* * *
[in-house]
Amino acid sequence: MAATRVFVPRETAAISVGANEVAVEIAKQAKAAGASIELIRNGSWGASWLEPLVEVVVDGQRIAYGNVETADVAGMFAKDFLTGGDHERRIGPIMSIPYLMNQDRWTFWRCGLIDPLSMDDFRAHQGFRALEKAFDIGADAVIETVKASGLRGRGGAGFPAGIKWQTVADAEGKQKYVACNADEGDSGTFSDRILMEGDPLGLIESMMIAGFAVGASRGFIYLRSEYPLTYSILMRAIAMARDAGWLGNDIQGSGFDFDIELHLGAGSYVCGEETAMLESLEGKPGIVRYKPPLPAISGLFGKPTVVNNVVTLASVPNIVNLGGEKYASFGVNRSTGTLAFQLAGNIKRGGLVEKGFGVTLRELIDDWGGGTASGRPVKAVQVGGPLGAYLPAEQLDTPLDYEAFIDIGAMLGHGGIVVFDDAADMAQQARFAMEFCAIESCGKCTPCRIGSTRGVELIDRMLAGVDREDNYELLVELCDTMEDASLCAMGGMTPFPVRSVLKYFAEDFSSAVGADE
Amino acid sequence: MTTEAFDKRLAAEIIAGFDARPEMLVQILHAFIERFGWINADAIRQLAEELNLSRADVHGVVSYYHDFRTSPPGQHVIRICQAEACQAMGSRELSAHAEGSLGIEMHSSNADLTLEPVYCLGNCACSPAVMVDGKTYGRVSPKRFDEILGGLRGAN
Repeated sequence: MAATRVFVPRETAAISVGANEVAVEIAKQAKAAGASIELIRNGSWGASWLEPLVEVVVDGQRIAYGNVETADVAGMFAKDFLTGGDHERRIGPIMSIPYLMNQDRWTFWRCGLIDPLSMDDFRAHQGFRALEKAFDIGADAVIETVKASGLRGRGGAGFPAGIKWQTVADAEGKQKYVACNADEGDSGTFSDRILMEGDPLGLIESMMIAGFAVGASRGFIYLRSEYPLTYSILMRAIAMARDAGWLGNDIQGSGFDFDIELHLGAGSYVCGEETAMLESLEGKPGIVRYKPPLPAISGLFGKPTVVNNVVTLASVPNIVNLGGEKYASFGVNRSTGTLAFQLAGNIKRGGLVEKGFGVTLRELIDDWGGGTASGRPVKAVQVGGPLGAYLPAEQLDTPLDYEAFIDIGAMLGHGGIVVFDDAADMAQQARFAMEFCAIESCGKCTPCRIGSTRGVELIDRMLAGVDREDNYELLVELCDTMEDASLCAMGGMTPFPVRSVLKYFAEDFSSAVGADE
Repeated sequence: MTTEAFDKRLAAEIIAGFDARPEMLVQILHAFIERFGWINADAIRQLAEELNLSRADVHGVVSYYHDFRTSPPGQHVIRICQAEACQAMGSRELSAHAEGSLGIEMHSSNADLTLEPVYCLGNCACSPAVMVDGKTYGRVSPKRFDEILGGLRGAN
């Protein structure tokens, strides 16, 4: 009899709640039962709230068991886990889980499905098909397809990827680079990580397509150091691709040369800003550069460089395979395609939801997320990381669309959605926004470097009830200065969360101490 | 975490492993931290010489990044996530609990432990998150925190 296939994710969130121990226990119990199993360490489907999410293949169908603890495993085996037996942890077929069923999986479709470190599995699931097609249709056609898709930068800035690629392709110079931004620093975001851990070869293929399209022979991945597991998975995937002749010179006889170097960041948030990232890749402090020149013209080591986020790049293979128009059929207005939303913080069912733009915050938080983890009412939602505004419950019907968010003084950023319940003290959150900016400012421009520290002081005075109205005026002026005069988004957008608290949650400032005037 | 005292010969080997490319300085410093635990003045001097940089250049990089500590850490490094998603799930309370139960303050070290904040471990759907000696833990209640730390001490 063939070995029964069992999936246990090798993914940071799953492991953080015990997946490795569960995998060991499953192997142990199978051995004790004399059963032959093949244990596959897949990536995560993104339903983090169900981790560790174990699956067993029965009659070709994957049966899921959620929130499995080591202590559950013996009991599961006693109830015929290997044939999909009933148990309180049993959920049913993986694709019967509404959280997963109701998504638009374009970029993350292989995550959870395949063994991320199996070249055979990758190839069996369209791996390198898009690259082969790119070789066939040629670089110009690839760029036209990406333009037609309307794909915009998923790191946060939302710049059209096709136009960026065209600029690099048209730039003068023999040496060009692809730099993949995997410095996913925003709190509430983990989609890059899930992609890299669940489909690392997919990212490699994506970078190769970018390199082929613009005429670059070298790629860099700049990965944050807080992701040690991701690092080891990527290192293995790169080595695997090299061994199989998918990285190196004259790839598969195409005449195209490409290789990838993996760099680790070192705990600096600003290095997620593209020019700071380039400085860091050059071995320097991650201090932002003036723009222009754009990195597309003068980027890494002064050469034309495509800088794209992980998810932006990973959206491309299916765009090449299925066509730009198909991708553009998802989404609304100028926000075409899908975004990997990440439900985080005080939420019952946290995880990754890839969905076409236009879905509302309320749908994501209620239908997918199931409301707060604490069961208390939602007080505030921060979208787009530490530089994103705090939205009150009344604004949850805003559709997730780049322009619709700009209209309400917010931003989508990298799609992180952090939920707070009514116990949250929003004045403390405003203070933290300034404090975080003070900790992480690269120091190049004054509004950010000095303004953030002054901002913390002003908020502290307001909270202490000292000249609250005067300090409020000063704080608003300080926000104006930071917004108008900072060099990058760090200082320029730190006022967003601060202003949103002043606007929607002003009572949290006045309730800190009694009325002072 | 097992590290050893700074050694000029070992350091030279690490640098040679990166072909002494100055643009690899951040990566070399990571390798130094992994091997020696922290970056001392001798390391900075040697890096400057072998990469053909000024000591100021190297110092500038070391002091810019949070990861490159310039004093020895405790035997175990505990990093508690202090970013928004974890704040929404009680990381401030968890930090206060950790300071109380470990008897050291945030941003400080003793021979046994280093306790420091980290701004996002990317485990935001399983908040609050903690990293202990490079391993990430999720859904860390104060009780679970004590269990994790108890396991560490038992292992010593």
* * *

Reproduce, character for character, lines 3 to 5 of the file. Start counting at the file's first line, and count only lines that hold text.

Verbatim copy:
Amino acid sequence: MTTEAFDKRLAAEIIAGFDARPEMLVQILHAFIERFGWINADAIRQLAEELNLSRADVHGVVSYYHDFRTSPPGQHVIRICQAEACQAMGSRELSAHAEGSLGIEMHSSNADLTLEPVYCLGNCACSPAVMVDGKTYGRVSPKRFDEILGGLRGAN
Repeated sequence: MAATRVFVPRETAAISVGANEVAVEIAKQAKAAGASIELIRNGSWGASWLEPLVEVVVDGQRIAYGNVETADVAGMFAKDFLTGGDHERRIGPIMSIPYLMNQDRWTFWRCGLIDPLSMDDFRAHQGFRALEKAFDIGADAVIETVKASGLRGRGGAGFPAGIKWQTVADAEGKQKYVACNADEGDSGTFSDRILMEGDPLGLIESMMIAGFAVGASRGFIYLRSEYPLTYSILMRAIAMARDAGWLGNDIQGSGFDFDIELHLGAGSYVCGEETAMLESLEGKPGIVRYKPPLPAISGLFGKPTVVNNVVTLASVPNIVNLGGEKYASFGVNRSTGTLAFQLAGNIKRGGLVEKGFGVTLRELIDDWGGGTASGRPVKAVQVGGPLGAYLPAEQLDTPLDYEAFIDIGAMLGHGGIVVFDDAADMAQQARFAMEFCAIESCGKCTPCRIGSTRGVELIDRMLAGVDREDNYELLVELCDTMEDASLCAMGGMTPFPVRSVLKYFAEDFSSAVGADE
Repeated sequence: MTTEAFDKRLAAEIIAGFDARPEMLVQILHAFIERFGWINADAIRQLAEELNLSRADVHGVVSYYHDFRTSPPGQHVIRICQAEACQAMGSRELSAHAEGSLGIEMHSSNADLTLEPVYCLGNCACSPAVMVDGKTYGRVSPKRFDEILGGLRGAN